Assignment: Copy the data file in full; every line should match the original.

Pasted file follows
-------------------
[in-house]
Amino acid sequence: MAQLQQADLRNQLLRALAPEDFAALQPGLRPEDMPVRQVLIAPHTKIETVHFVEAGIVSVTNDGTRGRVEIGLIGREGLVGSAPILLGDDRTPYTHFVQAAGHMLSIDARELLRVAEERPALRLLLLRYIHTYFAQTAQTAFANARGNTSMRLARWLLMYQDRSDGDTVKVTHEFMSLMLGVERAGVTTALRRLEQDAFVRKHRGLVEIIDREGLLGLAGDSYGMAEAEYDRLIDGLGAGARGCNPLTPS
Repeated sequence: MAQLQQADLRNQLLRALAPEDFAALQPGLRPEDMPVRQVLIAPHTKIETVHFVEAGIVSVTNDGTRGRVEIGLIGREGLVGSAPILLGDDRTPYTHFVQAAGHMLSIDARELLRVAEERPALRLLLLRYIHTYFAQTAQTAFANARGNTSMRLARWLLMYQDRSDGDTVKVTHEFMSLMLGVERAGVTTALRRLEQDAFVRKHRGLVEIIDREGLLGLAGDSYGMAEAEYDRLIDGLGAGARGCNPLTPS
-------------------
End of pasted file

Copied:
[in-house]
Amino acid sequence: MAQLQQADLRNQLLRALAPEDFAALQPGLRPEDMPVRQVLIAPHTKIETVHFVEAGIVSVTNDGTRGRVEIGLIGREGLVGSAPILLGDDRTPYTHFVQAAGHMLSIDARELLRVAEERPALRLLLLRYIHTYFAQTAQTAFANARGNTSMRLARWLLMYQDRSDGDTVKVTHEFMSLMLGVERAGVTTALRRLEQDAFVRKHRGLVEIIDREGLLGLAGDSYGMAEAEYDRLIDGLGAGARGCNPLTPS
Repeated sequence: MAQLQQADLRNQLLRALAPEDFAALQPGLRPEDMPVRQVLIAPHTKIETVHFVEAGIVSVTNDGTRGRVEIGLIGREGLVGSAPILLGDDRTPYTHFVQAAGHMLSIDARELLRVAEERPALRLLLLRYIHTYFAQTAQTAFANARGNTSMRLARWLLMYQDRSDGDTVKVTHEFMSLMLGVERAGVTTALRRLEQDAFVRKHRGLVEIIDREGLLGLAGDSYGMAEAEYDRLIDGLGAGARGCNPLTPS